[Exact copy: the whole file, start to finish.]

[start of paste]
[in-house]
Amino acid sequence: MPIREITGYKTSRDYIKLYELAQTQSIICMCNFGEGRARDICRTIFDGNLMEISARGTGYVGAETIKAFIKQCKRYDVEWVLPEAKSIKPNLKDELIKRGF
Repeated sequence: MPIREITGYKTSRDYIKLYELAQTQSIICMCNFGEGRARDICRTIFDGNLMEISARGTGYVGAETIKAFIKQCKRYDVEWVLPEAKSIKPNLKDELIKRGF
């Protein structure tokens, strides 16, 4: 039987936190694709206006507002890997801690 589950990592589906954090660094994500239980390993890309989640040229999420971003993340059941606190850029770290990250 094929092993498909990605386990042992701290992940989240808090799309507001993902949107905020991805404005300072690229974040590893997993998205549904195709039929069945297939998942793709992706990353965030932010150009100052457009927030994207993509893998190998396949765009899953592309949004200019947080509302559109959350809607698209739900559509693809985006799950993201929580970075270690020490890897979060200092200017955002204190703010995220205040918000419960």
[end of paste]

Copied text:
[in-house]
Amino acid sequence: MPIREITGYKTSRDYIKLYELAQTQSIICMCNFGEGRARDICRTIFDGNLMEISARGTGYVGAETIKAFIKQCKRYDVEWVLPEAKSIKPNLKDELIKRGF
Repeated sequence: MPIREITGYKTSRDYIKLYELAQTQSIICMCNFGEGRARDICRTIFDGNLMEISARGTGYVGAETIKAFIKQCKRYDVEWVLPEAKSIKPNLKDELIKRGF
């Protein structure tokens, strides 16, 4: 039987936190694709206006507002890997801690 589950990592589906954090660094994500239980390993890309989640040229999420971003993340059941606190850029770290990250 094929092993498909990605386990042992701290992940989240808090799309507001993902949107905020991805404005300072690229974040590893997993998205549904195709039929069945297939998942793709992706990353965030932010150009100052457009927030994207993509893998190998396949765009899953592309949004200019947080509302559109959350809607698209739900559509693809985006799950993201929580970075270690020490890897979060200092200017955002204190703010995220205040918000419960």